– Bryan Krause
    Commented Aug 26, 2021 at 19:45
  • $\begingroup$ @theforestecologist Yeah, for sure, that would be good. I've tried to find examples that make some of these distinctions I am talking about clear, but that's been a bit difficult. I will certainly try to find the time, though. For now, I'd recommend a reader try searching Google Scholar for these terms: look for papers that talk about the pH of cytoplasm, or look for "cytoplasmic face" in discussions of cellular transport or transmembrane proteins. Or, conversely, look for measurements of "cytoplasm volume" relative to the nucleus. Vacuoles add a bit of complexity if you're into plants, though $\endgroup$
    – Bryan Krause
    Commented Aug 26, 2021 at 19:47

The young scientist asks:

“What is the correct definition?”.

The old scientist answers:

“As is often the case in biology, there is no correct definition — different people adopt different usages.”

This answer attempts to explain why this is the case and how to find out other than asking people who despite greater age and knowledge, may be mistaken in their dogmatism.

General Answer

Often in biology a term is coined for a new observation or concept that has arisen from scientific research. Subsequently further research reveals new aspects or details. These expand rather than negate the original discovery, but can make original definitions inadequate. Individual scientists modify the terminology, and naturally do so in relation to their own concerns, which may differ from those of other scientists. Hence different usages arise.

One might have expected that there would be committees of scientists to lay down rules, but this tends to be confined mainly to the physical and chemical sciences where precise common terminology is important. Because modern biology is fast moving, people are inclined to either wait until the dust has settled (e.g. in enzyme nomenclature) or let “terminological Darwinism” take its course.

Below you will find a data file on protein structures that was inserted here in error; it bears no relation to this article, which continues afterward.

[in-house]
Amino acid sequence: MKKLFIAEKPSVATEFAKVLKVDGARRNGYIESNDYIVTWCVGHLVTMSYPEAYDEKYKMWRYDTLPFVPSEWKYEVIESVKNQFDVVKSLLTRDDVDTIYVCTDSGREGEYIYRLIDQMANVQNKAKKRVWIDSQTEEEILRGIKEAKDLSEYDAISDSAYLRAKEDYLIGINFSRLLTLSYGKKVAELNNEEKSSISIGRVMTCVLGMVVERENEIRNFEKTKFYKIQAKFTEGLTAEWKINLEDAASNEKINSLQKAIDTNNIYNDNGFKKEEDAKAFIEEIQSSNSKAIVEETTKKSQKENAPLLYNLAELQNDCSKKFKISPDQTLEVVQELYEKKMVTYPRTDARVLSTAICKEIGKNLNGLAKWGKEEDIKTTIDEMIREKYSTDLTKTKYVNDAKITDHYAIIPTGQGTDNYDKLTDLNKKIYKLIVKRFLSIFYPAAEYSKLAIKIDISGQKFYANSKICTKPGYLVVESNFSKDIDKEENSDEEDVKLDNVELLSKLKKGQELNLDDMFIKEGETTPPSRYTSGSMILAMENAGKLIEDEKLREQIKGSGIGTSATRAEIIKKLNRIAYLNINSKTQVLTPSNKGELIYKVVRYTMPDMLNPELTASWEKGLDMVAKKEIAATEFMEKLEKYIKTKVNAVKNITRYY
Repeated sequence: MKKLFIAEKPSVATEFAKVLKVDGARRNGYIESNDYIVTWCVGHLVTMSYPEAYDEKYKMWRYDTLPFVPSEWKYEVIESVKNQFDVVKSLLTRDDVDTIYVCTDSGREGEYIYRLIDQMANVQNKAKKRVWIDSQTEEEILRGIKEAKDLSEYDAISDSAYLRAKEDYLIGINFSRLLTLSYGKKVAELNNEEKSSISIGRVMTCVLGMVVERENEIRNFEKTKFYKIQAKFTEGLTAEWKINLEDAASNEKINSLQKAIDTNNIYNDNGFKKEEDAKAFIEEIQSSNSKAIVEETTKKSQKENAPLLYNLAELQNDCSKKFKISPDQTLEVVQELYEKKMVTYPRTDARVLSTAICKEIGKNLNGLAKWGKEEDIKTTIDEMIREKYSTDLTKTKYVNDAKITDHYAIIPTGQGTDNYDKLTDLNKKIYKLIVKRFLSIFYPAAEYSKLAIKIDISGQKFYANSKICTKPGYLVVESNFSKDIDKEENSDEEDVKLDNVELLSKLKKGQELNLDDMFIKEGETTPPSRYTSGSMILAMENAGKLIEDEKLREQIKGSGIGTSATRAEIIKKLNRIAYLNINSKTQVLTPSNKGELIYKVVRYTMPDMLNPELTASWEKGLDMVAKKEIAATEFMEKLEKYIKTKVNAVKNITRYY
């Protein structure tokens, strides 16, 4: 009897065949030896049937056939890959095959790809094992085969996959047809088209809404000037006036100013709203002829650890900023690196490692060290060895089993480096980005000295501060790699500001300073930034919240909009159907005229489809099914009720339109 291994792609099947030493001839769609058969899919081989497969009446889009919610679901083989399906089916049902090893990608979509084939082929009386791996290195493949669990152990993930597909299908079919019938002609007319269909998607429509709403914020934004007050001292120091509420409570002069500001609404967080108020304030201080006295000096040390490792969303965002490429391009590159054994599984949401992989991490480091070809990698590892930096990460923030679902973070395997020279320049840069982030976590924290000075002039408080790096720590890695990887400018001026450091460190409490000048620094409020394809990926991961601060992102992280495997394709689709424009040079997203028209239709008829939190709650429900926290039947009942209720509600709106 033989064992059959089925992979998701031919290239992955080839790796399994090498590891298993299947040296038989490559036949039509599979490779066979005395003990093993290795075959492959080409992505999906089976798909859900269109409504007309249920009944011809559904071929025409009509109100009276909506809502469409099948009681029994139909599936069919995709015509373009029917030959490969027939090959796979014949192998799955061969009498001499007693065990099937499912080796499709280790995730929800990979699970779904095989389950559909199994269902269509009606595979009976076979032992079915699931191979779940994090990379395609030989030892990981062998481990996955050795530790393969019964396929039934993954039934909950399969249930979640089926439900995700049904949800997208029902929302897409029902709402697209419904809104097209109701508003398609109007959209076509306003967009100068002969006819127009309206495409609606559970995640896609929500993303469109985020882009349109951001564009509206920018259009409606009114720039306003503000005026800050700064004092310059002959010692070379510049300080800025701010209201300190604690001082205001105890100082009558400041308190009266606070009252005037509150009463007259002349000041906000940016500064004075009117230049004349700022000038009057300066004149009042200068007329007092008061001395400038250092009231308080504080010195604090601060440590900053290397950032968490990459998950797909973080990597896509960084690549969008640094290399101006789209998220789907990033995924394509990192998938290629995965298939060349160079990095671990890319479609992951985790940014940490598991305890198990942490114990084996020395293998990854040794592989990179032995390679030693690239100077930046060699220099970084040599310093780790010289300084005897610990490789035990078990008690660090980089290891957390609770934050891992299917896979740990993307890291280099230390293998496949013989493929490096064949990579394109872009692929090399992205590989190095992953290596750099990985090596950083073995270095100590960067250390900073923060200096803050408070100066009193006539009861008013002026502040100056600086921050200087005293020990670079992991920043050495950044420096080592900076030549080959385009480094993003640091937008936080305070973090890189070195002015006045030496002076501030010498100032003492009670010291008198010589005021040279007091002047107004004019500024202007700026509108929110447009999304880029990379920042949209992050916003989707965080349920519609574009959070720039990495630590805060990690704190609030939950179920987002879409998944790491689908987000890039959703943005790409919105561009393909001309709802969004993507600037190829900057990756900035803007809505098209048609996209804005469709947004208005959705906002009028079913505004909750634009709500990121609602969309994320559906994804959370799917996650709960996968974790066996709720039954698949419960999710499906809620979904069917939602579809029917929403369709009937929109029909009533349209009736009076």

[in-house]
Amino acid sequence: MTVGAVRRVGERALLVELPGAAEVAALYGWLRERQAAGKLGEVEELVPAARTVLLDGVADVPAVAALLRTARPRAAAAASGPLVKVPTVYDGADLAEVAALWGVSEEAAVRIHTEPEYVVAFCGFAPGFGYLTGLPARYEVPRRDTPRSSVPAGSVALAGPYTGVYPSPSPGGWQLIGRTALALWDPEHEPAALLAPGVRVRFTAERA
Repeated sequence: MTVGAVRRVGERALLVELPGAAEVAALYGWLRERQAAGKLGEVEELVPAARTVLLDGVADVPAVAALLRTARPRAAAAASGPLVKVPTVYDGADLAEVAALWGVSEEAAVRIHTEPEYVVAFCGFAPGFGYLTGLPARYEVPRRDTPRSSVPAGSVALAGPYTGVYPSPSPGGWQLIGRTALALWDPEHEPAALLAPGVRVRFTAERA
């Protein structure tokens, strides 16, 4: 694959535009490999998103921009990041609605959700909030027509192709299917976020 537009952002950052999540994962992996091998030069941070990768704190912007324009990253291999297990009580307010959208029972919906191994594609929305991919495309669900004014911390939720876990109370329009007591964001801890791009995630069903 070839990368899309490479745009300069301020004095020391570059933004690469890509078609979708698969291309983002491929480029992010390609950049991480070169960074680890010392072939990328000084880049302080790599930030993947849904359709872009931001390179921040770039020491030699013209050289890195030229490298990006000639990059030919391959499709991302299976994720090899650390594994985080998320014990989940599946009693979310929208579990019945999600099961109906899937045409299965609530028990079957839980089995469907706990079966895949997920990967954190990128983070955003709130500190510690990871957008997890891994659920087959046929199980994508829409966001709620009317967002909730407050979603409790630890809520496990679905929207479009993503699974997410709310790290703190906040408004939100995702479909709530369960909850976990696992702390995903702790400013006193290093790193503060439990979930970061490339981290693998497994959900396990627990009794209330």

Specific Answer

I am not really a biologist in the traditional sense, so I lacked any dogmatic attitude to the question, and, instead made Wikipedia my first port of call. This is not a definitive authority on anything, as anyone can edit it. However in this case it is, I think, useful. Under History we read:

The term was introduced by Rudolf Bon Kölliker in 1863, originally as a synonym for protoplasm, but it later has come to mean the cell substance and organelles outside the nucleus.

There has been a certain disagreement on the definition of cytoplasm as some authors prefer to exclude from it some organelles, especially the vacuoles and sometimes the plastids.

Further in the article there is a reference to the term cytosol which is used in an experimental (rather than an observational) sense to refer to the portion of the cytosol from which membranous organelles have been removed.

The date 1863 is worth noting as it is before the discovery of organelles such as the mitochondrion (1880), and knowledge of others at the time was at a primitive stage.

Addendum: Advice to the young scientist

  • You have eaten from the tree of knowledge and have lost your innocence. Cry a tear then wipe it dry, as you did when you realized there was no Santa Claus. If you wish to become a scientist or even just to understand science you must understand how science works.

  • Do not reproach your teachers. They are fallible because they are human. Be charitable towards them as you would have them be to you.


It's going to depend on what definition is useful in what context. If was was talking about an mRNA being translated in the cytoplasm, I am saying it is absolutely not translated in the ER or the golgi apparatus. (Most proteins translated in those places are on their way to being transported somewhere else; they will not end up free-floating in the cytosol the way proteins translated in the cytosol usually are)


If you want to know about biology, go to PubMed. If you want to know about semantics, go to Wikipedia.

Their articles may not be tremendously detailed or accurate overall, but if there is any one thing that inspires generations of bitter snipes and threats, it is a Wikipedia discussion about how to title an article or define the title term. In this case it is perhaps not so severe; nonetheless, their talk page suggests that they've been around this merry-go-round at least two or three times. They seem to stick with the standard idea that cytoplasm = everything but nucleus, cytosol = everything but nucleus and organelles.